What’s the difference between market research and market intelligence?

What’s the difference between market research and market intelligence?

Having spent over 40 years advocating for research to find solutions and make decisions, I realise that many businesses perceive it simply as a cost, not as an investment in getting things right.

Yes, it is a cost, but the foregone cost is greater. Of course, we can all use our intuition, and when it’s your business, you will have a good steer on what is possible. However, when it comes to different cultures and regulations, it is less about your gut feeling and more about what you know and what you don’t know.

I have used research to ascertain the viability of products, from a stainless-steel tongue scraper to a backpack designed to carry your cat. I have researched stronger messages to sell everything from photocopiers to beef to flat-packed coffins in new markets, and especially to establish which is the best market to enter next. BUT I used to lecture in international marketing and worked for various businesses, from Blue Chips to SMEs. I’ve helped with their business issues, sometimes not disclosing the names of the business models we were using.

As the economy tightens, perhaps now is the time to build some structure into business expansion. Maybe now is the time to realize how to make informed decisions and how to look for the information to support those decisions. Research, yes, it’s a brilliant idea, but what type of research?

Indeed, there are two different types of market research desk or secondary research or primary or field research.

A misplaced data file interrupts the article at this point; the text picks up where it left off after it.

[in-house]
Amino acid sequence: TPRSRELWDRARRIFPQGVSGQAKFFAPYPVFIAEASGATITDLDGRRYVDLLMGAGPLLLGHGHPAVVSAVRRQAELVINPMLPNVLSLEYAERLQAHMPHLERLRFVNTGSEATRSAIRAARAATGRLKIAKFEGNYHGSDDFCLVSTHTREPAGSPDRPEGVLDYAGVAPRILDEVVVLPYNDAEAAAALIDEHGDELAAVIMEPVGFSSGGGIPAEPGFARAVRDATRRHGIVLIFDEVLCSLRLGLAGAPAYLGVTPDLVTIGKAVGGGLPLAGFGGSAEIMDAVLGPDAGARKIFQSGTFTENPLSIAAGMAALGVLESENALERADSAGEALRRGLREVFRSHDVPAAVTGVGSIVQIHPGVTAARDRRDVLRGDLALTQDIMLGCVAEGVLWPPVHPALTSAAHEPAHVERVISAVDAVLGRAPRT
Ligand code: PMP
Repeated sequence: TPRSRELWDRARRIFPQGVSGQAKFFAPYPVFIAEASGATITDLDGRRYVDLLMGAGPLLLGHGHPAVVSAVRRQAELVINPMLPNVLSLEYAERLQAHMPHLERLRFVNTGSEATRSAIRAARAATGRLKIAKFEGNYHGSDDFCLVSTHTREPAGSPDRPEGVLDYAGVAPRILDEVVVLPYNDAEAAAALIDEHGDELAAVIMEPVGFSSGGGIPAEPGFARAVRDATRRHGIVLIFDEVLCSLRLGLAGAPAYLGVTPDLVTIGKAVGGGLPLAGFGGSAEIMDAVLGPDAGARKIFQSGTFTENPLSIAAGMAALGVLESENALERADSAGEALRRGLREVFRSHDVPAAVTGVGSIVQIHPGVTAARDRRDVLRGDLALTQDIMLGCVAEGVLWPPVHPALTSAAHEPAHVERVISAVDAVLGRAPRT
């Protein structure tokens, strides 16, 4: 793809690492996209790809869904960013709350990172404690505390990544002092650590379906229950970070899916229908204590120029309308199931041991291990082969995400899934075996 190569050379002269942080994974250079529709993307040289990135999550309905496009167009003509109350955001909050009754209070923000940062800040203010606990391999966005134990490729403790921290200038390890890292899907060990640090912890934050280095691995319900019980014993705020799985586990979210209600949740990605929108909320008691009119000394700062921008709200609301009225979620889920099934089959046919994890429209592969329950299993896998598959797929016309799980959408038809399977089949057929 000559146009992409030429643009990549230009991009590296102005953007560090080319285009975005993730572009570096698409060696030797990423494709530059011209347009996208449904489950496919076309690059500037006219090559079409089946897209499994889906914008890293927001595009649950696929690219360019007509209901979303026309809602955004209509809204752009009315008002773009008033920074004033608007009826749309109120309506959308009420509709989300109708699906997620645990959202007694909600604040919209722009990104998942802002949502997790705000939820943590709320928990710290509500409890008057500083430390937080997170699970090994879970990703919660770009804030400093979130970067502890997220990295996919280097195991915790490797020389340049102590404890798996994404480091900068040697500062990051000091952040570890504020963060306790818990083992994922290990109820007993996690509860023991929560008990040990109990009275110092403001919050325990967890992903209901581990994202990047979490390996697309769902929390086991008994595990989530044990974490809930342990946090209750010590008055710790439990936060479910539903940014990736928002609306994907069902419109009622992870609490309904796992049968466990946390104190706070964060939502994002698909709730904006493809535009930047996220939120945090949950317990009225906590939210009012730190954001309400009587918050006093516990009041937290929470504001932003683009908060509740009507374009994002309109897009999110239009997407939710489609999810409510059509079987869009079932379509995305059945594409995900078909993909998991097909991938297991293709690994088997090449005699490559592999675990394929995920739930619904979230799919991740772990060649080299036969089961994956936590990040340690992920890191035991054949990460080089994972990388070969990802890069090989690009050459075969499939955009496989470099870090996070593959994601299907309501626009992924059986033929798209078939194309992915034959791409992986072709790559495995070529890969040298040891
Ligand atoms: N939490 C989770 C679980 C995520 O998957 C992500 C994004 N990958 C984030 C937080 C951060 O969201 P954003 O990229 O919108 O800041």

Secondary research

Uses published data or data that has not been generated for the purpose that you you’re using it for. Often this is what you begin to do when you google search an issue or a statistic. Using this data requires structure, allowing you to construct a market picture.

Primary research

Is all about generating the data for a specific business need. For example, you may be wondering if this new market will need new packaging both for regulatory purposes or to appeal to consumer tastes; whether your products or offering needs to change to reflect cultural or religious behaviours; or how will our current social media/collateral/website be received by this new audience? Primary research normally talks to the market and potential audiences in a controlled measured way to produces the answers specific to your business.

Market Research

Will tell you what is happening in the market you’re interested in from the population, demographics, buying behaviours, and distribution channels to what type of packaging regulations you may face. It’s what is happening in that market which produces a comparative report for a business to be able to see what similarities exist and where additional work needs to be done internally to make the most of the new market.

Marketing Research

Is all the research and investigations that are carried out to find out how a business’s marketing should work in the new market. It is also a useful tool for checking that existing marketing is working acting as a great way of monitoring and control the marketing budget. Helping businesses to manage this expenditure can be very onerous but using feedback from the activities can be a start to budgetary control. The famous quote from Lord Levi of Unilever – ‘I know half the money I spend on advertising is wasted … I just don’t know which half!’ springs to mind. Which brings us to …..

Marketing Intelligence

Which will tell you everything you need to know about how your business should operate in a given market, normally a new market. It will also show you what the competition in that market is doing which in turn helps you understand how to differentiate or what patterns to follow to succeed. It focuses on your products or offerings and the impacts or decisions that will affect your activity in your chosen market. It pulls together all the above and makes sense of it providing the business with all the information it needs to make decisions.

Information is readily available through the internet with many reports being published and data offered freely.  It becomes a question of what do I need to know and then, when do I have enough information, which is the time to work with an expert.

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